So as Michael and I have decided to start this blog, we thought that we might as well tell you a little bit about ourselves. I'm going to tell you about me, and he's going to tell you about him because, as writing teachers everywhere are always saying, "write what you know."
So the first thing is that if you're reading this blog, you may very well know us as "Mr. P" and "Mr. AB," or "Mr. Pereira," and "Mr. Andrews-Bashan," if you're not into the whole brevity thing. That's because we're teachers.
But this isn't about us, it's about me. I am a teacher. I teach English at the The GW Community School. I've taught there for nine years, and it's the only post-college job I've ever held. One summer I worked as a counselor at a preschool camp, and in high school I was a page at the local library. In my whole life, those are the only jobs I've ever held, and now that I write that down, it's pretty incredible. The other half of this blog was in a TRAVELING HOOTENANNY so, basically, jobwise I am the boring half. I do really enjoy teaching, however, and in a couple of years ago I was honored to receive the Washington Post Agnes Meyer Private School Teacher of the Year award. The picture accompanying the award is the dorkiest picture ever taken of me.
I have a degree in English and one in Cognitive Science from Vassar College. That's a pretty good description of my intellectual interests right there. I like reading and writing and psychology and neuroscience and philosophy. My English thesis was about the relationship between language, physical space, and history, and how ghost stories work to warp or disrupt the relationship between these elements by undermining and reconstructing written language as a signifier. I am much dumber now than when I wrote it and can't understand a word of it. My Cognitive Science thesis was on the role that rhyme may play in making difficult poetry more understandable. I got to mess around with eye-tracking software and spend hours running statistical analyses in a 6x6 windowless room while listening to oldies on a transistor radio. It was awesome.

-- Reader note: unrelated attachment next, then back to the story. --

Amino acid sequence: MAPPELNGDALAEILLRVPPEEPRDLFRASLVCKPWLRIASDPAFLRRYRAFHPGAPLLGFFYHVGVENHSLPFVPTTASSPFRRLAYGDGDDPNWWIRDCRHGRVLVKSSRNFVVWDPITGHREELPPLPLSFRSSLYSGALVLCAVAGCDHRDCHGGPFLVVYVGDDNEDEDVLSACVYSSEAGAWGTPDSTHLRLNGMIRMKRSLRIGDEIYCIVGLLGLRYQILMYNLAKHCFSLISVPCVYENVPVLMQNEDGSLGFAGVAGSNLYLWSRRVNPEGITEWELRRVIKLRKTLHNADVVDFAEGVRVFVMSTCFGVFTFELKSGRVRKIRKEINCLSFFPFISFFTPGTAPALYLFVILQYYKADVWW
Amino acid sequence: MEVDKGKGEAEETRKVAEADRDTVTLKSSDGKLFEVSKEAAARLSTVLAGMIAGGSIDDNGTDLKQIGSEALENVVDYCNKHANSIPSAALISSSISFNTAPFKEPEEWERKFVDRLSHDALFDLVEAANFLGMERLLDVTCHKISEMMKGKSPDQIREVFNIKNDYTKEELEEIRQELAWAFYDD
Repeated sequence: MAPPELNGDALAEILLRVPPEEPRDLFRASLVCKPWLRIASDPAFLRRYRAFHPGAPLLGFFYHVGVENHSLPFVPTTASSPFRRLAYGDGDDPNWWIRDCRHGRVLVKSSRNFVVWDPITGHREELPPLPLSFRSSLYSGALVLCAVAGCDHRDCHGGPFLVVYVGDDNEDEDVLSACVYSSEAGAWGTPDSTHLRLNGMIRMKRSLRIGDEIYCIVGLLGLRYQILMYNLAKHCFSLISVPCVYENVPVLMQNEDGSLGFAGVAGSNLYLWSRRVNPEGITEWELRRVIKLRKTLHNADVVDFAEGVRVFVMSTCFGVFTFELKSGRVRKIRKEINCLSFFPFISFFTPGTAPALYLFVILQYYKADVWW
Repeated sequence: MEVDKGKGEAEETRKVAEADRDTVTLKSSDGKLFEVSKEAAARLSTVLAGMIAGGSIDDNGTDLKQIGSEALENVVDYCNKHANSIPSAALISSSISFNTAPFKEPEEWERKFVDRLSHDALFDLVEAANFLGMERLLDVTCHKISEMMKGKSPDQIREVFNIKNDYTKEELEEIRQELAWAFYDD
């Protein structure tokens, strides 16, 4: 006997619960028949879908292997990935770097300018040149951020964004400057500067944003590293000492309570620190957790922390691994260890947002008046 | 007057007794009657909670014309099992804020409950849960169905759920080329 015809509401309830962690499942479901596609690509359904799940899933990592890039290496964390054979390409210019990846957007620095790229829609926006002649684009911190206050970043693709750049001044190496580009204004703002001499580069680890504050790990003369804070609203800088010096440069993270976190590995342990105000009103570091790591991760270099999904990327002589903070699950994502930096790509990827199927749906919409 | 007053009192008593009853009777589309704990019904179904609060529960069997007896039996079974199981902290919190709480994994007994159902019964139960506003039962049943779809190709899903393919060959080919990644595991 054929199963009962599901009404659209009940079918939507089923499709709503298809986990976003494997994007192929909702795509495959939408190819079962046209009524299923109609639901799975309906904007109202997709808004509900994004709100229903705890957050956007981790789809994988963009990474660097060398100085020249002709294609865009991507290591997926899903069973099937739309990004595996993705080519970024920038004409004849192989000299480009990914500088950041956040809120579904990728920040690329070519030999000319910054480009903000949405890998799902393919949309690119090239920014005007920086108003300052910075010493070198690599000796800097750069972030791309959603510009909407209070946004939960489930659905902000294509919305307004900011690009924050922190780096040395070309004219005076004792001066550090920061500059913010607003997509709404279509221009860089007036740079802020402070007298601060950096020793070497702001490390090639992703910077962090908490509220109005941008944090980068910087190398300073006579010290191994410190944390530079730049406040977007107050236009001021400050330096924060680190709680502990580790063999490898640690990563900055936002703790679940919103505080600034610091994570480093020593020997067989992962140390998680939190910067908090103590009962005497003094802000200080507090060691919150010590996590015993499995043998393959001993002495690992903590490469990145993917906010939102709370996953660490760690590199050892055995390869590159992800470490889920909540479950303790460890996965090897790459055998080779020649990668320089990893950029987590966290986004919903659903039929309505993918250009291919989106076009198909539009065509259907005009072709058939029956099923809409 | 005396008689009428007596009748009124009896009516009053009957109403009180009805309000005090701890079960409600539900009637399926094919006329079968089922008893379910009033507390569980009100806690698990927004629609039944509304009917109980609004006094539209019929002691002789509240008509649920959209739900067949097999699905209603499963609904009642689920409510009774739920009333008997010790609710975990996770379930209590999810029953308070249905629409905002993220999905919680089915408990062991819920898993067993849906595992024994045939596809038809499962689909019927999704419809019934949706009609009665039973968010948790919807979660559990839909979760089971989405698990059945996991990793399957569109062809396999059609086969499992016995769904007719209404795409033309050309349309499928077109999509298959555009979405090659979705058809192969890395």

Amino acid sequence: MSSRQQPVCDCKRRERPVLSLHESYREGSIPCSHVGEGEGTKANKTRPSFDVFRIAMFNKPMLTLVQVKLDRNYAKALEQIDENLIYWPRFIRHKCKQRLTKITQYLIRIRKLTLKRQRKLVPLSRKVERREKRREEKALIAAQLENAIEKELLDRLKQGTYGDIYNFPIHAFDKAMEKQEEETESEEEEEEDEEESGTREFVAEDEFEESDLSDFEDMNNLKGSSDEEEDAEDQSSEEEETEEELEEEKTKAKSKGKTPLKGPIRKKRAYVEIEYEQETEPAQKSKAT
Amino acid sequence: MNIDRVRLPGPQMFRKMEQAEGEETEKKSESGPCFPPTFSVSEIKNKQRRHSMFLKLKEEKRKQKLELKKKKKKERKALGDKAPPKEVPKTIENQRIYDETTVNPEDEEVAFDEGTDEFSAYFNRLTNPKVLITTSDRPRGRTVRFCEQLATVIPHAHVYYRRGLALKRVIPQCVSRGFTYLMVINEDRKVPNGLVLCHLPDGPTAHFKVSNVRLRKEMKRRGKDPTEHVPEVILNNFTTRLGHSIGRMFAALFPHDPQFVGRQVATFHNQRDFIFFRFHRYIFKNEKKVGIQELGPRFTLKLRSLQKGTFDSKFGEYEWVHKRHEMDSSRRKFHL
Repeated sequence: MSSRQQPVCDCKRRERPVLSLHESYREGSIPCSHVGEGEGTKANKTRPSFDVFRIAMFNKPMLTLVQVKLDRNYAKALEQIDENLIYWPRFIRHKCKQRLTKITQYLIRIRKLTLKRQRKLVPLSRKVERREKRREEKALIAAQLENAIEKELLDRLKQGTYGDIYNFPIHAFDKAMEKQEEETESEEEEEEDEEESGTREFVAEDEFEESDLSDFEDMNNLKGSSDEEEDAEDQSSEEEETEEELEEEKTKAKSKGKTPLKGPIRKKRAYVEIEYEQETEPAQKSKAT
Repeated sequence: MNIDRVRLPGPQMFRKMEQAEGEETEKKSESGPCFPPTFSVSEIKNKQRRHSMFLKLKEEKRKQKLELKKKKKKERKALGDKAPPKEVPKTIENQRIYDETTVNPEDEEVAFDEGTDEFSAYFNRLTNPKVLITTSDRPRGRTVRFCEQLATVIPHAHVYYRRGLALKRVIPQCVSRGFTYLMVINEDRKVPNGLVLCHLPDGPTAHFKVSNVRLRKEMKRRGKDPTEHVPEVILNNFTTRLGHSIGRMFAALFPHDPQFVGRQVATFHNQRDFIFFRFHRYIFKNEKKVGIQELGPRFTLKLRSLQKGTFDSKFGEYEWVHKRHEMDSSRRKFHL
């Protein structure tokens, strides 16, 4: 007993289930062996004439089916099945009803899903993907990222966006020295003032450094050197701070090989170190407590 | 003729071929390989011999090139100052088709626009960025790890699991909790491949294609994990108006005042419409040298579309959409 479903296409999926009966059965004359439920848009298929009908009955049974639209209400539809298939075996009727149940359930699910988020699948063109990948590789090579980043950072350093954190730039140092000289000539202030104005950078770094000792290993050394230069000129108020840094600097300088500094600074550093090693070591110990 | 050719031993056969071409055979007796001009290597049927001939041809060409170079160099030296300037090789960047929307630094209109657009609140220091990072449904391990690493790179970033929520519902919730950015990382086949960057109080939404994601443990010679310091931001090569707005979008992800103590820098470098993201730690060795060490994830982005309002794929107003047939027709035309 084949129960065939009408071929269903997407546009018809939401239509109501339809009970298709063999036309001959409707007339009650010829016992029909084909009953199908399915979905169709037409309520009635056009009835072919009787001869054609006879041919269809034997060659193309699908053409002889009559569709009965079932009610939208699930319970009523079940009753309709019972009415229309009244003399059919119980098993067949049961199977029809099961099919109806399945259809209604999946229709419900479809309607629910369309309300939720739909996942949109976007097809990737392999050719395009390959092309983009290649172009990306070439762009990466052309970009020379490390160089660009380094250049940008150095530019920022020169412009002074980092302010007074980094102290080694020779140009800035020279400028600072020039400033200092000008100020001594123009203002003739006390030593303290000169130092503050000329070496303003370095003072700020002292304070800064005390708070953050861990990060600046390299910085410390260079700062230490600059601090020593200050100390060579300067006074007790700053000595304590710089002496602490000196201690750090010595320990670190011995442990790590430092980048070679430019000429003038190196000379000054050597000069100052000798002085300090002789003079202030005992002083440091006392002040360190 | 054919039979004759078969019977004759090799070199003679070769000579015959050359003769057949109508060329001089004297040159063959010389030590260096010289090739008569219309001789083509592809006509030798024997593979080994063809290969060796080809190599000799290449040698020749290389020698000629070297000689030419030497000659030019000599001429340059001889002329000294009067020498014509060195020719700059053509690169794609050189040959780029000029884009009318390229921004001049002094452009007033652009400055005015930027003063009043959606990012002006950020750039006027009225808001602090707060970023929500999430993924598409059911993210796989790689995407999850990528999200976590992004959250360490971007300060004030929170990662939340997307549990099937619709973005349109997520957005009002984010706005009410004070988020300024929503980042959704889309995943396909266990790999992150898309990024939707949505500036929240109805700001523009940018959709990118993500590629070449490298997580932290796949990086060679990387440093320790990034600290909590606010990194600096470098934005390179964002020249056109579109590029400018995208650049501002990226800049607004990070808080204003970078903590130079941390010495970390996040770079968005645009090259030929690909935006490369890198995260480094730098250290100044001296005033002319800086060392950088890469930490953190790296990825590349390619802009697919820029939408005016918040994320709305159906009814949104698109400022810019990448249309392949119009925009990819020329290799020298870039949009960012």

I'm married, I have two cats, and sometime in the next month I'm going to become a father for the first time. That blows my mind, but I can't wait. I keep imagining pacing back and forth with this little girl in my arms while I read the Odyssey or Paradise Lost and she falls asleep to the most beautiful, ennobling, human music ever created.
In my spare time, I like writing and making music. As far as writing goes, my first love was poetry and maybe if I work up the nerve I will post some really terrible things I wrote when I was 17. As far as making music, electronic music is my thing, and although I can now brutally murder some chords on the guitar and occasionally remember how to play them on the piano, I do a lot of my music-making using samples and synthesizers and such. Every once in a while I do some work on my long-term novel project, which is a satirical philosophical bildungsroman about pirates. Nothing I make is very good, but I sure do like making it.
And now, in an attempt to differentiate myself from Michael, here are some things you should know about us:
Michael is a little bit Beatles.
Daniel is a little bit Rolling Stones.
Michael is a little bit Harper's.
Daniel is a little bit New Yorker.
Michael is a little bit Catcher in the Rye.
Daniel is a little bit Moby Dick.
Michael is a little bit Radiolab.
Daniel is a little bit This American Life.
Michael is a little bit Li Bai.
Daniel is a little bit Du Fu.
Both of us are a little bit Han Shan.